Forbidden Fruit (1921 film)

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Forbidden Fruit
Forbidden Fruit (1921) - 5.jpg
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Directed by Cecil B. DeMille
Produced by Cecil B. DeMille
Screenplay by Jeanie MacPherson
Based on "The Golden Chance"
by Cecil B. DeMille and Jeanie MacPherson
Starring Agnes Ayres
Clarence Burton
Theodore Roberts
Kathlyn Williams
Cinematography Alvin Wyckoff
Edited by Anne Bauchens
Production
company
Distributed by Paramount Pictures
Release date
  • January 23, 1921 (1921-01-23)
Running time
87 minutes
Country United States
Language Silent (English intertitles)
Budget $340,000
Forbidden Fruit

Forbidden Fruit is a 1921 American silent drama film directed by Cecil B. DeMille, and starring Agnes Ayers, Forrest Stanley, Clarence Burton, and Kathlyn Williams. It is a remake of the 1915 film The Golden Chance, which was also directed by DeMille. The film survives in prints at George Eastman House and the Library of Congress.[1]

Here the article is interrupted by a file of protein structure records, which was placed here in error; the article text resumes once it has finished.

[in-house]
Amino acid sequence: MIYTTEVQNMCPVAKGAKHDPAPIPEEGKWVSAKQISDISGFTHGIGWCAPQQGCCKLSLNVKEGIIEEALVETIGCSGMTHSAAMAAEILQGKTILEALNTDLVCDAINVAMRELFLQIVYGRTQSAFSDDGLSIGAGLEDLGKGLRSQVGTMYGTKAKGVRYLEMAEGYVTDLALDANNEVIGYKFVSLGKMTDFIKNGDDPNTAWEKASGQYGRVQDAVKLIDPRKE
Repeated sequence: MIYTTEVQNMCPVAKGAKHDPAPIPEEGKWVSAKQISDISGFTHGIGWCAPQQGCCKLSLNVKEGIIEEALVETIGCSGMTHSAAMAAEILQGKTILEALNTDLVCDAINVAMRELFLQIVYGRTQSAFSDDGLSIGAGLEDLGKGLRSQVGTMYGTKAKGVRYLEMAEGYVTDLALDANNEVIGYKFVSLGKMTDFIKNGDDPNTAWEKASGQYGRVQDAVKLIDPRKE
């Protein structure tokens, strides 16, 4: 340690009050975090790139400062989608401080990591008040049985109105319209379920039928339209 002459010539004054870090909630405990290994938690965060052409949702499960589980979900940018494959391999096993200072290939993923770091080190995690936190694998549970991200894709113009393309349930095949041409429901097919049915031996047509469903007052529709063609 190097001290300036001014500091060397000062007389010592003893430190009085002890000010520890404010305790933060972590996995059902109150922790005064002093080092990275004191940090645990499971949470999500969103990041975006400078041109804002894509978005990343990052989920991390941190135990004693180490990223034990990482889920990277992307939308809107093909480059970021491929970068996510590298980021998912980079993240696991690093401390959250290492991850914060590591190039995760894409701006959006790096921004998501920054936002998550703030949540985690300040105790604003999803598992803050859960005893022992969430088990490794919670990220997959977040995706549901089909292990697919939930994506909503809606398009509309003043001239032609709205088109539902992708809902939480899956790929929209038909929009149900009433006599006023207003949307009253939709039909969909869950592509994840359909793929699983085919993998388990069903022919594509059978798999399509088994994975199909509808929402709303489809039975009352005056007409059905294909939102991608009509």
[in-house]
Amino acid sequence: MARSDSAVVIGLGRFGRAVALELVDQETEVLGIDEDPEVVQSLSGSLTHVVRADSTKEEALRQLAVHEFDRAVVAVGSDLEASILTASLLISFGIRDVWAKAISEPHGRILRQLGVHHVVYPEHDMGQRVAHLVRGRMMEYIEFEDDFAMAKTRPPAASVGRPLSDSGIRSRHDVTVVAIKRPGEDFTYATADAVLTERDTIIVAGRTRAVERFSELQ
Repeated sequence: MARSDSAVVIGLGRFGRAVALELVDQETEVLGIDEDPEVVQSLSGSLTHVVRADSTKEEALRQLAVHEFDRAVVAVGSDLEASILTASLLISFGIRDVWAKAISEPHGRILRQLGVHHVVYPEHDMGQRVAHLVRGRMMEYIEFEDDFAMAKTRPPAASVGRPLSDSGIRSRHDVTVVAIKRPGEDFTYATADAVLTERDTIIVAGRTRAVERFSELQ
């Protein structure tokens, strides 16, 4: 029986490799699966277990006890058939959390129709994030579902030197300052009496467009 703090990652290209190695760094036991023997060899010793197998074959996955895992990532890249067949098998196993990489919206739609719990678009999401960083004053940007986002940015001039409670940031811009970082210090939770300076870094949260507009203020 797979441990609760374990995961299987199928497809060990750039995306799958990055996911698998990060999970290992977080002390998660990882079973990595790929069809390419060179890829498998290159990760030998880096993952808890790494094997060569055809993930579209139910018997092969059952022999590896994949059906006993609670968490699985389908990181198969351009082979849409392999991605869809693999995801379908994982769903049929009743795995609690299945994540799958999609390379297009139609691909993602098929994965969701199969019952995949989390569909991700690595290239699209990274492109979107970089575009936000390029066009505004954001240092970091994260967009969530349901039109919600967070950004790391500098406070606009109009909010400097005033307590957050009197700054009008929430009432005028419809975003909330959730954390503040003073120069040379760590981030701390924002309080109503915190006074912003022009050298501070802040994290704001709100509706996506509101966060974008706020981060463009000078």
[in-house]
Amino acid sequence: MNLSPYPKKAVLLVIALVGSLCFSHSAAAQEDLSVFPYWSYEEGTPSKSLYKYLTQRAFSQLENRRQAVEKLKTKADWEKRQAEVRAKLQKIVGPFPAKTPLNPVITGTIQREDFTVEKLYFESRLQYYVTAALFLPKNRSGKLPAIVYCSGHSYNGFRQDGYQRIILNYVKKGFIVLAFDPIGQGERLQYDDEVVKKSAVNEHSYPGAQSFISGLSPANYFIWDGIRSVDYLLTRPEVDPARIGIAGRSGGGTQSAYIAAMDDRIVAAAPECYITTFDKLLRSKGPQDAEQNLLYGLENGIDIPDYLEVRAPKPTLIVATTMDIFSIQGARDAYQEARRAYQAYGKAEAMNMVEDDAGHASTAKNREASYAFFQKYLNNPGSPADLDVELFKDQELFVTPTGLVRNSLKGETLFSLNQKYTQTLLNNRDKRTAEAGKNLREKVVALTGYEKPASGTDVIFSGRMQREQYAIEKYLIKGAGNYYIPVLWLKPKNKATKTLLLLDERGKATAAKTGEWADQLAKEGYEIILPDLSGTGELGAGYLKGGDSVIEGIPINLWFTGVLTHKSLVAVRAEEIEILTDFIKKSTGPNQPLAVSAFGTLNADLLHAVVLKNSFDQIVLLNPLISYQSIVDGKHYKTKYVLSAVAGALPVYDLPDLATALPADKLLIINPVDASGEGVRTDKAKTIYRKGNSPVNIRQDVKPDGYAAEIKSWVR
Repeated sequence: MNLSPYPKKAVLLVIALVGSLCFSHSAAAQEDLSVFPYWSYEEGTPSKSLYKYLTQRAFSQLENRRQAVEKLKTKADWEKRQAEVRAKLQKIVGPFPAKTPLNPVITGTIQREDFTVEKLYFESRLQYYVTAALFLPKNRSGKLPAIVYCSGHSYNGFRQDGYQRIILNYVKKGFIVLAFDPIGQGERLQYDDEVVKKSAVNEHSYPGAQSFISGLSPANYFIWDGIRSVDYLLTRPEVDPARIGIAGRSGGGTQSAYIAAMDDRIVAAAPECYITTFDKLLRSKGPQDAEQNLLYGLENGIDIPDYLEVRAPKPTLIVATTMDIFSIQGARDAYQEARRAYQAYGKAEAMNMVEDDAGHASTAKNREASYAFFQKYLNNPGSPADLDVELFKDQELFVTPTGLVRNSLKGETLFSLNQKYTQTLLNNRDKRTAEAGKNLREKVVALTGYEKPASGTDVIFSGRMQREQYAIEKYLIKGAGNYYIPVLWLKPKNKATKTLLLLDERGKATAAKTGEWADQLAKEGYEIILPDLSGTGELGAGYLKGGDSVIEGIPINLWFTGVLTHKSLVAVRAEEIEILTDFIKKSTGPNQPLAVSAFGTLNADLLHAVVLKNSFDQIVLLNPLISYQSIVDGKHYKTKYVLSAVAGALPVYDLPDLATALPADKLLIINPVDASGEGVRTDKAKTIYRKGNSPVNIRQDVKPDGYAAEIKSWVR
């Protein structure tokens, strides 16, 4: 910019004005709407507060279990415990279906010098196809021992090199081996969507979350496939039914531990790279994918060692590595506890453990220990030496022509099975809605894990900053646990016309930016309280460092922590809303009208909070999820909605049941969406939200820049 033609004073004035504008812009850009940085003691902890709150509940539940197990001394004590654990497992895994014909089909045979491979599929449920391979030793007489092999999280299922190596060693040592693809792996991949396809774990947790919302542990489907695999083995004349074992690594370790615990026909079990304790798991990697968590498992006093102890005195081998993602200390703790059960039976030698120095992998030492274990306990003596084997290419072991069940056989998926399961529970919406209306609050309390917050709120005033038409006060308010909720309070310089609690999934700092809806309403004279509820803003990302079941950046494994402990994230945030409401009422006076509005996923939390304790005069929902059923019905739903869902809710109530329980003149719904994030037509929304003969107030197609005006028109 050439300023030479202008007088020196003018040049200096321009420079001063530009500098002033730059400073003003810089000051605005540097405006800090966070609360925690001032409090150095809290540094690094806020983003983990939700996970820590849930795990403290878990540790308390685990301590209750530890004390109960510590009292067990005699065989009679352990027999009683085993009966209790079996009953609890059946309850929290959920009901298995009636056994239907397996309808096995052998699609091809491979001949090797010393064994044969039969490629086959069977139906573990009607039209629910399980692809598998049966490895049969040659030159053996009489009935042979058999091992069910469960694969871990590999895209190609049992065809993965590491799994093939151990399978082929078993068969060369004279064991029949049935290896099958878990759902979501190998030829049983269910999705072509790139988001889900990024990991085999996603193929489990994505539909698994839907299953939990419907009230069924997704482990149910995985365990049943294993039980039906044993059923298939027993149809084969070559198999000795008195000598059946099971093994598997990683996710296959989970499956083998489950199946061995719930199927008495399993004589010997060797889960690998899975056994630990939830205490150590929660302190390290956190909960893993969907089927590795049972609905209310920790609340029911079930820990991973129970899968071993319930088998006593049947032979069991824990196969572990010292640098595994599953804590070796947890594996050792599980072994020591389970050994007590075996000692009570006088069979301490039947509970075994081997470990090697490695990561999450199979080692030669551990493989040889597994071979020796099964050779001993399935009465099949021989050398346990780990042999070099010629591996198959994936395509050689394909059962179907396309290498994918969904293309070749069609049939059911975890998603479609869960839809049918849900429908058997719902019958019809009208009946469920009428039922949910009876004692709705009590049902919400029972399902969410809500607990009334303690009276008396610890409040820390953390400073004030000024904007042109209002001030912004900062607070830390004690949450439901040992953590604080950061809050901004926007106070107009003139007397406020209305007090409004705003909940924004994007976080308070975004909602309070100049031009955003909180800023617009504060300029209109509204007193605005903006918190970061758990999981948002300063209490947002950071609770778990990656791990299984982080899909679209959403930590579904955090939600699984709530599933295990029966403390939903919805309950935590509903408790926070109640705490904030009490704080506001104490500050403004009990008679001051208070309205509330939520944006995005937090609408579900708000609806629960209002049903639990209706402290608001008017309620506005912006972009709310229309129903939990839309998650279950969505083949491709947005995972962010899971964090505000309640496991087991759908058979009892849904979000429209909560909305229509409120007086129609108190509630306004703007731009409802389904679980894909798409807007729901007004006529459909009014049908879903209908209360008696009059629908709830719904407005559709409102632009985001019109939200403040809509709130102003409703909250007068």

Plot[edit]

Mrs. Mallory (Williams) persuades Mary Maddock (Ayres), her unhappily married seamstress, to take the place of an absent guest at her dinner party. Gorgeously gowned and very beautiful, Mary wins the heart of Nelson Rogers (Stanley), who asks her to marry him. Mary realizes what she is missing and remains faithful to her abusive and idle husband Steve Maddock (Burton), whom she supports. After a final insult from him, she remains with the Mallorys. During that night she is awakened to find a burglar, her husband, stealing Mrs. Mallory's jewels. Steve escapes but Mary tells the Mallorys that the thief was her husband. She refuses the Mallorys' suggestion to divorce Steve who then attempts to blackmail Nelson for $10,000, which he plans to divide with a crooked partner. In a fight over the money the partner kills Steve, leaving Mary free to marry Nelson.[2]

Cast[edit]

References[edit]

  1. ^ "Progressive Silent Film List: Forbidden Fruit". silentera.com. Retrieved June 21, 2008. 
  2. ^ "Forbidden Fruit: Gorgeously Extravagant Production of Modern Cinderella Story". Film Daily. New York City: Wyd's Films and Film Folks, Inc. 15 (28): 2. Jan 30, 1921. Retrieved March 7, 2014. 

External links[edit]